Finally, the door is removed, and none to soon, because David has begun to smell a heavy acrid smell, the smell of electrical wires burning, and when the door is pulled off a small bright flash down by his feet pulls his eyes there. At first he sees nothing, then he makes out smoke getting thicker, then another small flash. The flames are beginning to break through into the car. He wants badly to warn the firemen to hurry, but he knows if he says anything, Karen's thinly controlled calm will break. The Captain leans in the window to see how things are going, and David uses this moment to whisper to him that the flames have broken into the interior of the car. The firemen are now working on cutting off the steering wheel. They have to be very cautious about this because any jerking could cause more damage to Karen. The Captain brings Davids turnout coat and suggests he covers Karens and his legs with it. The Captain gets a fire extinguisher used for chemical fires and crawls under the front end of the car and sprays until he can't see anymore fire. He has David put oxygen on Karen and himself in case any fumes enter the car. Finally they are able to extract Karen from the car. Thanks to David, she has not passed out or panicked again. She is taken to the hospital along with the others. The area is cleaned up and secured.

The firefighters return to the firehouse. They prepare their trucks and equipment for the next alarm, then finally get some well deserved rest. Finally, they have a chance to introduce each other. David is a little disappointed because he was not able to prove himself to his new mates, yet at the same time, he felt good inside because he knew that he had been a comfort to that woman. He knew that his time would come soon enough to prove himself...What he didn't know was that he had already begun to show what he was made of. His companions, his Captain wasn't just looking to see how he handled himself in the heat of a fire battle, they were looking to see how he handled himself in any given situation. They wanted to know if he was going to be cocky and a know it all that was going to be getting himself and them in trouble. They wanted to know if he could keep his calm when others might panic. They wanted to know if they could trust him to watch their back. And so far, the thing he showed was that he had compassion and empathy for victims, giving him an ability to communicate with them and keep them calm. That was a needed quality that not every firefighter possessed. He showed he was able to think on his feet. David still had a lot to learn, and he would, from experience, the best teacher out there, but the guys had a good feeling about him.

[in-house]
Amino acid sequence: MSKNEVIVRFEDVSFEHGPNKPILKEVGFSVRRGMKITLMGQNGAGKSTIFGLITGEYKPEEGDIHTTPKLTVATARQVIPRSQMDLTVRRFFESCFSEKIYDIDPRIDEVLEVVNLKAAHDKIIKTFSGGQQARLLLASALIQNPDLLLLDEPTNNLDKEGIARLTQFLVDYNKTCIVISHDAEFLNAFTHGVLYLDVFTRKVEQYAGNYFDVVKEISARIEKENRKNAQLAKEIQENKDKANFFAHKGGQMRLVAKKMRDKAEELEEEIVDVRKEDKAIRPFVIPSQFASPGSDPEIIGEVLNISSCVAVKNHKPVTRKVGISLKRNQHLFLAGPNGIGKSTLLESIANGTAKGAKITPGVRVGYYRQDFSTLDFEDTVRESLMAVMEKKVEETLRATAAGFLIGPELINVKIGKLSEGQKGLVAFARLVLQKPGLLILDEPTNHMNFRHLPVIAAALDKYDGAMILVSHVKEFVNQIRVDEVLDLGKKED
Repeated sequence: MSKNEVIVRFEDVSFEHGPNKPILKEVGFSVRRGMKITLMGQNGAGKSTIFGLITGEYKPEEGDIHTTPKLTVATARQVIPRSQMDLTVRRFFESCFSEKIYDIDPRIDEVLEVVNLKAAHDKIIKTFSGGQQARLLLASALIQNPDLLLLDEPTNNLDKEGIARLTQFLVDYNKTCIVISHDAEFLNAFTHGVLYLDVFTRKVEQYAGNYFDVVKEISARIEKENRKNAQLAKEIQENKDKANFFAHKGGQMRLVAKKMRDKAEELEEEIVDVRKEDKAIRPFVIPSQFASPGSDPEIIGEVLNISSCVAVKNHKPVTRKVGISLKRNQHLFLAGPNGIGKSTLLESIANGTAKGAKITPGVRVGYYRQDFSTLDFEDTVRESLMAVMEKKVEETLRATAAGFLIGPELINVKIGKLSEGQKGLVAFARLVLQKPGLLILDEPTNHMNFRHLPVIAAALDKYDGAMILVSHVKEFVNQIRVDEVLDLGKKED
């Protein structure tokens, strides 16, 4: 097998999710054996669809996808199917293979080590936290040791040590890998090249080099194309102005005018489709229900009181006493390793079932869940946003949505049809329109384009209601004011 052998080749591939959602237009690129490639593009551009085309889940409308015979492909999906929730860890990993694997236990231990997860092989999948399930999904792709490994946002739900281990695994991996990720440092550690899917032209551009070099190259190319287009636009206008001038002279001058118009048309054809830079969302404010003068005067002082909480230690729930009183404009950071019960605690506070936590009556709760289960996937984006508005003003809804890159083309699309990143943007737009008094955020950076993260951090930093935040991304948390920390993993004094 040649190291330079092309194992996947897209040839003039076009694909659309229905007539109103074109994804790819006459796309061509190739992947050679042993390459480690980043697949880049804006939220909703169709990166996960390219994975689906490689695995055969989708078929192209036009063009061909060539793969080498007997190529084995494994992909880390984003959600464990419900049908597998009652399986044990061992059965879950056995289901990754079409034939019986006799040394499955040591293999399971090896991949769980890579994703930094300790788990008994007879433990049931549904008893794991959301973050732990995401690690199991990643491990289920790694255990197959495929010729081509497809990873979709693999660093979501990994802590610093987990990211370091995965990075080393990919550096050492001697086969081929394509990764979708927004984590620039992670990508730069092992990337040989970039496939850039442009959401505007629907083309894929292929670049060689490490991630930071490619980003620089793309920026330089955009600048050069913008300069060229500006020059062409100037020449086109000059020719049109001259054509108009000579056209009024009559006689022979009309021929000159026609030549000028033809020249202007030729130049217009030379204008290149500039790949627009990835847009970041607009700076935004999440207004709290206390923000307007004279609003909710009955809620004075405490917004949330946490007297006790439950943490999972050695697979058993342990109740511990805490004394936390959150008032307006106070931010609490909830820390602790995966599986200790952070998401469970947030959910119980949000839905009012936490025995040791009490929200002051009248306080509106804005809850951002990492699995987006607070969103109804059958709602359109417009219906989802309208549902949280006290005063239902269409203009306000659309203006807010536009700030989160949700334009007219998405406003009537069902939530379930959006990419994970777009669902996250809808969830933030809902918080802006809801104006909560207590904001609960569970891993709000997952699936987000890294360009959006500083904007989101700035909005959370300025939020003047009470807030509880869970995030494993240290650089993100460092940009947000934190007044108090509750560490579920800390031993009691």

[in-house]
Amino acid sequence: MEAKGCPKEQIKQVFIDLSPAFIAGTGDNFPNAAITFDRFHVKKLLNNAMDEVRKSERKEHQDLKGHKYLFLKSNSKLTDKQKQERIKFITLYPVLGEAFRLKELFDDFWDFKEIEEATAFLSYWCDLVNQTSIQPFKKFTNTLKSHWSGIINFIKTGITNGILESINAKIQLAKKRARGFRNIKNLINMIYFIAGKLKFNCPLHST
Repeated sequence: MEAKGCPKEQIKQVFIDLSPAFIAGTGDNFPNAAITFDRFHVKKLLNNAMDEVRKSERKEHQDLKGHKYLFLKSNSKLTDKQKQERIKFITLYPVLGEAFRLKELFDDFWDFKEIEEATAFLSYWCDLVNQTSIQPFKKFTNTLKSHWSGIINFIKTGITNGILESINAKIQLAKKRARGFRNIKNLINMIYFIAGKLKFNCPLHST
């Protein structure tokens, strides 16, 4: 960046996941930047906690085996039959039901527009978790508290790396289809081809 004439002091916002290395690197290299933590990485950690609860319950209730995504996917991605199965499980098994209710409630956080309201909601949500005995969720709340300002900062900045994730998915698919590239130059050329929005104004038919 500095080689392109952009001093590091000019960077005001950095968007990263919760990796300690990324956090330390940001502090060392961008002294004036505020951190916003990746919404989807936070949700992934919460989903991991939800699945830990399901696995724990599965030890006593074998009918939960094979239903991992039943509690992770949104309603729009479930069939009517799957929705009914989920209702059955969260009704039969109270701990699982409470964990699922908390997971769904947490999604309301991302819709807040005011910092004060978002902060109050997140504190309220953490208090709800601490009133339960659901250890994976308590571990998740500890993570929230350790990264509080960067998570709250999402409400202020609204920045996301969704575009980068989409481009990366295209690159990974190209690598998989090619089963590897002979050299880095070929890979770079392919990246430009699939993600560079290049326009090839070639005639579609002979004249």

There is a lot to do around the firehouse during downtime. Things needing cleaned, which duty always went to the new recruit. Exercises, it was very important to stay in the best possible shape you could keep your body in. Studies, it was just as important to keep your mind trained in up to date methods of fighting fires and rescue methods and equipment used. When not staying busy doing those things, it was a good time to interact with your new partners, co-workers, friends. David also noticed a small group of kids that liked to hang out around the firehouse. The first time he saw them, he wondered if he should run them off before someone saw them and they got into trouble, but before he could, the Captain came out and saw them...and warmly greeted them all. Davids respect just kept growing for Captain Roger Chamberlain. He treated all the men under him like sons, and it seems, even these young kids from the community.